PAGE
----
Japan Space Agency’s experimental mission to clear up the junk in space failed miserably; built an electrodynamic ‘tether’ for the mission
Japan Aerospace Exploration Agency (JAXA) took an ambitious mission to clear up the space junk from Earth’s orbit. But the mission has failed miserably, leaving the agency in an embarrassment. According to experts more than 100 million pieces of garbage are whizzing around the planet that could become a potential threat for the future space missions and also the live satellites as well.
The JAXA was trying to test an electrodynamic ‘tether’, which was built with the help of a fishing net manufacturer. The aim of the mission was to slow down the orbiting space junk that have been created in last five decades of human expeditions to space. This device was also supposed to bring the rubbish down to lower orbit so that they can burn down before getting crashed to earth’s surface.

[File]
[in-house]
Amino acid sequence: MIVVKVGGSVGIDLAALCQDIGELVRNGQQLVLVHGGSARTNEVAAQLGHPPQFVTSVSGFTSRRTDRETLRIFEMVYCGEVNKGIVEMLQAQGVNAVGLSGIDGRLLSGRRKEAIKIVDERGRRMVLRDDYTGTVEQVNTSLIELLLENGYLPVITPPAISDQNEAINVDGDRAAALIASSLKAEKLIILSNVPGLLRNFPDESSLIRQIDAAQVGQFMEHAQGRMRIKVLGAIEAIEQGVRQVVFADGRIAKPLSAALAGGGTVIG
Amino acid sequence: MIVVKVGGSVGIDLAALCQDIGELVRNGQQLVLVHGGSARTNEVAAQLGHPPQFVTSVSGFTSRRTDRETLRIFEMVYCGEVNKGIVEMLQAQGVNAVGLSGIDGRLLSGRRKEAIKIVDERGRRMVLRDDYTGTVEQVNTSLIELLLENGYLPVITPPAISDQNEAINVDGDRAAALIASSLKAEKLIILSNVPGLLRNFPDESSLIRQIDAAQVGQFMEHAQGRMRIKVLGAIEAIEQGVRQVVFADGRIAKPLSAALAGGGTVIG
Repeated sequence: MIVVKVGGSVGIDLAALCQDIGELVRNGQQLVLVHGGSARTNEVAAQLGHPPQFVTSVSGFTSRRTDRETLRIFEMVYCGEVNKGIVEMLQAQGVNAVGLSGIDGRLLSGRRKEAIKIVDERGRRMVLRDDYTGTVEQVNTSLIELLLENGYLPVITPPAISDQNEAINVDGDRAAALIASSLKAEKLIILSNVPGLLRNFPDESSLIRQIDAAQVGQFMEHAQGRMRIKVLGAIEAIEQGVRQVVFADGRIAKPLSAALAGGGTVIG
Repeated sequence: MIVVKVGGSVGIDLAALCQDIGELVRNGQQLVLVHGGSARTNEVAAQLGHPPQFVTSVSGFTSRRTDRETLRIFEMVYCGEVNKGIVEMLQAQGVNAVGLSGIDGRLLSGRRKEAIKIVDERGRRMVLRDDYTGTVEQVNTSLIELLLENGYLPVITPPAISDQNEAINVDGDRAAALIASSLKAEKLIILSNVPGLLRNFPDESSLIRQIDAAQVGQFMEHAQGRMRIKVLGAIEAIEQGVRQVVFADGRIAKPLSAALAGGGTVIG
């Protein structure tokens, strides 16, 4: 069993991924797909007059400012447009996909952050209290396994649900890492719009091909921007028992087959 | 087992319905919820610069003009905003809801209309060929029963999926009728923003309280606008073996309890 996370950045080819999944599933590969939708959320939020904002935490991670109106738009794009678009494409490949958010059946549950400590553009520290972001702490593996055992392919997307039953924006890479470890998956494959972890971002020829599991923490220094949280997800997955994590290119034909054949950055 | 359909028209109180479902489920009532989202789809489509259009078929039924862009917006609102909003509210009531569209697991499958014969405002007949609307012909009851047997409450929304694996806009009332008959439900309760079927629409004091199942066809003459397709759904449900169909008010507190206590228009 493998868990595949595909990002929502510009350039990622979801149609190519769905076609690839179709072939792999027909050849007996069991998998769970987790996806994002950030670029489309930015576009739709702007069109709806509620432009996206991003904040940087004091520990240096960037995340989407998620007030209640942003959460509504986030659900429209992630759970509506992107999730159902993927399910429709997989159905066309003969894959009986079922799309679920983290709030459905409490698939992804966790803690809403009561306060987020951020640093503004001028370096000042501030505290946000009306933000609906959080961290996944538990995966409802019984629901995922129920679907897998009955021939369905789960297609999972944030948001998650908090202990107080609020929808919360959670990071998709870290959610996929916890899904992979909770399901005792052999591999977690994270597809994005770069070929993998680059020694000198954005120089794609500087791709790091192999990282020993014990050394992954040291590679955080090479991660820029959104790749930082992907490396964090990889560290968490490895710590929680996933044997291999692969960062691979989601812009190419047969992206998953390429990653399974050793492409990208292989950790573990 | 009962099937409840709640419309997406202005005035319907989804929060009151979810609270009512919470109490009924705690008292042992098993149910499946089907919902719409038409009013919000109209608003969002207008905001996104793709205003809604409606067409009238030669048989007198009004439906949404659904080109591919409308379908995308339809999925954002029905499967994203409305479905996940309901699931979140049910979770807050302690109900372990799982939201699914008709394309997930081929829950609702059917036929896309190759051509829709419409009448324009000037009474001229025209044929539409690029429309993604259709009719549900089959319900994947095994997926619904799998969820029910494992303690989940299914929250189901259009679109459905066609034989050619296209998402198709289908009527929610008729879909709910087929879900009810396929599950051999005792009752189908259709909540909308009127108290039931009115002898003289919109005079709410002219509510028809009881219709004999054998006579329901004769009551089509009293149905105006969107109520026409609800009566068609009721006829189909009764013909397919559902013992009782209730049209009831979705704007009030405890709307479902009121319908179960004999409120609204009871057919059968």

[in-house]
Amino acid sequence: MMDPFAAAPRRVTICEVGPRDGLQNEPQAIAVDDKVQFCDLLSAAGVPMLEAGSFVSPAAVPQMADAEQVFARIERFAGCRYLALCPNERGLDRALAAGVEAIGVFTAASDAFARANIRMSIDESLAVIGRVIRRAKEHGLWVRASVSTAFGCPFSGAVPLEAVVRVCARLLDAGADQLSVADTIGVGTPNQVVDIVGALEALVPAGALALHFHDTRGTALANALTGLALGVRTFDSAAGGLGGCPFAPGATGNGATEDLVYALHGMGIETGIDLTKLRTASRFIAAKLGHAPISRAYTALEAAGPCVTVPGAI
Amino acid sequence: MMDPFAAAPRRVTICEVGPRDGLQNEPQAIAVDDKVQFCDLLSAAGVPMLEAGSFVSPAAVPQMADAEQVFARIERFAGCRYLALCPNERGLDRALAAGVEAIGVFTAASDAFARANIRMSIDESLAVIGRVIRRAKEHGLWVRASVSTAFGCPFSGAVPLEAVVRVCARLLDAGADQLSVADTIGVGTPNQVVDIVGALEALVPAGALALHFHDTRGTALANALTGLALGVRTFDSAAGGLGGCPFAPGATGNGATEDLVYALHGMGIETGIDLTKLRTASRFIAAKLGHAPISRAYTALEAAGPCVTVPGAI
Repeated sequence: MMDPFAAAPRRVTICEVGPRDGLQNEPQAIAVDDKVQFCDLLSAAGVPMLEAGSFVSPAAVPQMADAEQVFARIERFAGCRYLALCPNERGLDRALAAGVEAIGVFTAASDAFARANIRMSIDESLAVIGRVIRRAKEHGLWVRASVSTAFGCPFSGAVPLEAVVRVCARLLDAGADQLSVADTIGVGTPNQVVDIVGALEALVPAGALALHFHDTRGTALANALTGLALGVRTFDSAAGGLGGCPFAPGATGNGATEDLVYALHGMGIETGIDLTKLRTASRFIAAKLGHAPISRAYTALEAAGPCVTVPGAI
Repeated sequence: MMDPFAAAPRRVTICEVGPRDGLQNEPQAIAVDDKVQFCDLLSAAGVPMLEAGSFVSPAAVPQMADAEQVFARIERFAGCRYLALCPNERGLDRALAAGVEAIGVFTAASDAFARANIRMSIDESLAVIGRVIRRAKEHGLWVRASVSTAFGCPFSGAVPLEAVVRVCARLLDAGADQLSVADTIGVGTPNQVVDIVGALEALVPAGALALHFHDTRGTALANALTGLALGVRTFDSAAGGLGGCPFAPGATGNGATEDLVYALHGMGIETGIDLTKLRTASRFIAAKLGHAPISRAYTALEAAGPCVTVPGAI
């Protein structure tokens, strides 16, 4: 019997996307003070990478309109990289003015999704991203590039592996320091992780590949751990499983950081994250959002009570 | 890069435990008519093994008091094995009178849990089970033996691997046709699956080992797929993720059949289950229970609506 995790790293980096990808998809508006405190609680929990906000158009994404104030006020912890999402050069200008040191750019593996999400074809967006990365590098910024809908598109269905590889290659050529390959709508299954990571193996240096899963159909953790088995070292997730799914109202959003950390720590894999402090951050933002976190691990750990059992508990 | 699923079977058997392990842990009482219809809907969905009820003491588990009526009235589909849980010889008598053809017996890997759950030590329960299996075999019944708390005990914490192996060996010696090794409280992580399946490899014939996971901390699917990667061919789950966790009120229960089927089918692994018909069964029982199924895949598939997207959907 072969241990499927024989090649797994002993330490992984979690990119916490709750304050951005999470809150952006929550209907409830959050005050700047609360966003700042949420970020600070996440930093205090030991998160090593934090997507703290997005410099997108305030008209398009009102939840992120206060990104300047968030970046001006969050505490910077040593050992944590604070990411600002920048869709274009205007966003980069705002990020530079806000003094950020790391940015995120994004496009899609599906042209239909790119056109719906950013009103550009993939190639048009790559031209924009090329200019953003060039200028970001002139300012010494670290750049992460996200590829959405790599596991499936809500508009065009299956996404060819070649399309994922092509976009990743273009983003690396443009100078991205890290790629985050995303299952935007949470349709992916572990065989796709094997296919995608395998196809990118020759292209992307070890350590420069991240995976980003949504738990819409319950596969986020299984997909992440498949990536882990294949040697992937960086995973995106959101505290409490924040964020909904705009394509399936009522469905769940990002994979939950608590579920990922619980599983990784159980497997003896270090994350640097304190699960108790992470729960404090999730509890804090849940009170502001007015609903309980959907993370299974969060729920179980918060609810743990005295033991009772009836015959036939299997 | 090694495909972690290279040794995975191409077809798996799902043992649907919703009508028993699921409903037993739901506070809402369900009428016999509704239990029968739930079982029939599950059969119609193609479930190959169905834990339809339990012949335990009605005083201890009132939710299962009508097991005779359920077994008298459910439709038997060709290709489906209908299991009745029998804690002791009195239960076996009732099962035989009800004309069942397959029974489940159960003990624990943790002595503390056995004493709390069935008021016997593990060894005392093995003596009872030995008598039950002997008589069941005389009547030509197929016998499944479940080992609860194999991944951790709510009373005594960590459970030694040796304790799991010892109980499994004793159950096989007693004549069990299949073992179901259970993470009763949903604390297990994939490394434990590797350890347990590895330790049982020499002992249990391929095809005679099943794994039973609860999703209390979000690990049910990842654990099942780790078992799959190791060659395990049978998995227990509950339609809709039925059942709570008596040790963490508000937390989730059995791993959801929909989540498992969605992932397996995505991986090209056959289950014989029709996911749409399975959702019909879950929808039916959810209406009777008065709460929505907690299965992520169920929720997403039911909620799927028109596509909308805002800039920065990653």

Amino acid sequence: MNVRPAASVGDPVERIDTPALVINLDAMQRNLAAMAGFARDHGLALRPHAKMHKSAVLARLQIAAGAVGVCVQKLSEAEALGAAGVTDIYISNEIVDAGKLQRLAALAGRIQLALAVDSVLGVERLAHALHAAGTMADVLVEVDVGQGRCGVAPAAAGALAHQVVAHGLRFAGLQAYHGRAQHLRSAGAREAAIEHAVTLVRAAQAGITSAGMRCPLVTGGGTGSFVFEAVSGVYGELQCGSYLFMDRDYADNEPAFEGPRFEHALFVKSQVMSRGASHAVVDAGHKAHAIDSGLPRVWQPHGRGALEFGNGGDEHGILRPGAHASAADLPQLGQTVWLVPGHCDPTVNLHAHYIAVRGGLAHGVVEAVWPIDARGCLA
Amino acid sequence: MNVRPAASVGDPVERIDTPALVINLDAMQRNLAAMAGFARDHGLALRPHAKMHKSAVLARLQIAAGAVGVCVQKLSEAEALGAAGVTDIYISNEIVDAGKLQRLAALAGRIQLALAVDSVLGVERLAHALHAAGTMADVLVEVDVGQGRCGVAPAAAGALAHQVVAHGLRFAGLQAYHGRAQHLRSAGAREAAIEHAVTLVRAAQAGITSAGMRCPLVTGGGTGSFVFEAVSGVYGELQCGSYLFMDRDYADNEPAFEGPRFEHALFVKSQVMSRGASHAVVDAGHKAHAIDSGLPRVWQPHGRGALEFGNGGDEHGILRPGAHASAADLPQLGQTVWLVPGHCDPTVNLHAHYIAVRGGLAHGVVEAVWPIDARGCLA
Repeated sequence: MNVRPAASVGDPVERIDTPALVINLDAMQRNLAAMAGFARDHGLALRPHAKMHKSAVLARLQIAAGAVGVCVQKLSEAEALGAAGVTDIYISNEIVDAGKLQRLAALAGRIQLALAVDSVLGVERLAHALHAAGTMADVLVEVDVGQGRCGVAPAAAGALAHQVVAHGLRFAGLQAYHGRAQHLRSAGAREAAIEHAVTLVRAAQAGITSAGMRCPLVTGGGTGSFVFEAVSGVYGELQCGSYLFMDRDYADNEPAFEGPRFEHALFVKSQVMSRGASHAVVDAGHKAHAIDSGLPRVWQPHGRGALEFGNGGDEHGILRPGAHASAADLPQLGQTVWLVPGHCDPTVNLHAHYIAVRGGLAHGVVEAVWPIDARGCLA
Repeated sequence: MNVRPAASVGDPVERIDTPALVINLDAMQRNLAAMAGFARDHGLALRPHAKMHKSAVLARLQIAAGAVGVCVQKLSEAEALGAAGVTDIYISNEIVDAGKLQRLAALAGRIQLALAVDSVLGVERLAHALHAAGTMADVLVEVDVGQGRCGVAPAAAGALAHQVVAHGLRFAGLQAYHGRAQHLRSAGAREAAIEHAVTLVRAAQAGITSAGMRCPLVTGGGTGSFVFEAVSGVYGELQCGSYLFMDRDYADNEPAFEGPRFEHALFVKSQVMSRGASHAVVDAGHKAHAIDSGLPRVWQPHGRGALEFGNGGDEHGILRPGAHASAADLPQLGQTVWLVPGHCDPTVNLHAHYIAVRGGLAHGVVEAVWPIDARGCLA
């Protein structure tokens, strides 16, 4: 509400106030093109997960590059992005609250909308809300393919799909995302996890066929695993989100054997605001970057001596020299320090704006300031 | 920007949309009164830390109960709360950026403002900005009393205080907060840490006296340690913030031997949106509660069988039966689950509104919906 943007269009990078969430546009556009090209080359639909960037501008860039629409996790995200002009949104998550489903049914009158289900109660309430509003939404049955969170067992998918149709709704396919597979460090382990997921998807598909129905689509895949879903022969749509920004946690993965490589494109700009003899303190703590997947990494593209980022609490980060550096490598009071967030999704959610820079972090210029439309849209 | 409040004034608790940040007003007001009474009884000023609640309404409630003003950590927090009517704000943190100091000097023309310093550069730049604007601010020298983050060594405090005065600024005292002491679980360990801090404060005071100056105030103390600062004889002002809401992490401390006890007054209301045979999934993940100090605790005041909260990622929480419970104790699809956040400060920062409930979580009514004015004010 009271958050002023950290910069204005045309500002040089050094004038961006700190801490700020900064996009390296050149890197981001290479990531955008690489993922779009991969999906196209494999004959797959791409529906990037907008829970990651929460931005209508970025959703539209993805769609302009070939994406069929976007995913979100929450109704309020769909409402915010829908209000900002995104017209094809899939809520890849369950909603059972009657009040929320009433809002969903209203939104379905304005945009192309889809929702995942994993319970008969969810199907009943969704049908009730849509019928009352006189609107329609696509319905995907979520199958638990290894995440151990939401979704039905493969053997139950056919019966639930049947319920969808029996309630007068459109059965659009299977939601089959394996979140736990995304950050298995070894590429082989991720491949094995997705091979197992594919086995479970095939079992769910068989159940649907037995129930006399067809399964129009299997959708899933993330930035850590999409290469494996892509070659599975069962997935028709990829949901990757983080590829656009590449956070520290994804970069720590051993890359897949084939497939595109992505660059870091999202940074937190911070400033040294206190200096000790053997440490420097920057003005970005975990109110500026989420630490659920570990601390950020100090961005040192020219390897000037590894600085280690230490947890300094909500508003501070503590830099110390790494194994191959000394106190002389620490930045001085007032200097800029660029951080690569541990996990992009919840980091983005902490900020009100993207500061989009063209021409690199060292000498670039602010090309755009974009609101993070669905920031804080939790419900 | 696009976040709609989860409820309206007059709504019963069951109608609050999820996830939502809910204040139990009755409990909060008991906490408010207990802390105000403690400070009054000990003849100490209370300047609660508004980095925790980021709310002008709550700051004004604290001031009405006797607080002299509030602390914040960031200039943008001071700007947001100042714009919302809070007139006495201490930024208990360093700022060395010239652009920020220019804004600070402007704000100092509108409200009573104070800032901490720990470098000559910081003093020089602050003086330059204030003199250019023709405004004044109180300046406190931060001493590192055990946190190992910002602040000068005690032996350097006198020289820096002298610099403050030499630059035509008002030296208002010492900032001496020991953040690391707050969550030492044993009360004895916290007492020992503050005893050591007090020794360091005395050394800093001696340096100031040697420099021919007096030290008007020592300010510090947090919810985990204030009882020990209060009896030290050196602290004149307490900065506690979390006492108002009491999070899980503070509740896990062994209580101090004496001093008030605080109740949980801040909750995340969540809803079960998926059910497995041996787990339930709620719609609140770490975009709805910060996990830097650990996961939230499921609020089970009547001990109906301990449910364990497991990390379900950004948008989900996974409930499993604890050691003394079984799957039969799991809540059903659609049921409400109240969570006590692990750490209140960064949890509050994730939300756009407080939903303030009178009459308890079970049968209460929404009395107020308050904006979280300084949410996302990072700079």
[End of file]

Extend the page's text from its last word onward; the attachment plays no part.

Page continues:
The tether was 700 meter long and it was built from thin wires of stainless steel and aluminum. It was deployed through a spaceship that was carrying the supplies for astronauts at the International Space Station. The device had only one week to carry out the mission. But as it seems, the device was not released to grab the space junks, which ultimately resulted in failing the mission.
Adding salt to the wound, JAXA failed to launch a mini rocket to launch a satellite into the orbit. Also, the Japanese agency abandoned a precious ultra-high-tech satellite that was launched just one year ago to search for the X-rays coming from black holes and galaxy clusters. The agency lost contact with the spacecraft, which led JAXA to abandon the satellite.
As American space research agency NASA estimates, there are around 5 lakh pieces of debris scattered in Earth’s orbit. These are larger than half an inch and pose serious threat to more than 780 satellites located in the lower orbit and also the International Space Station as well.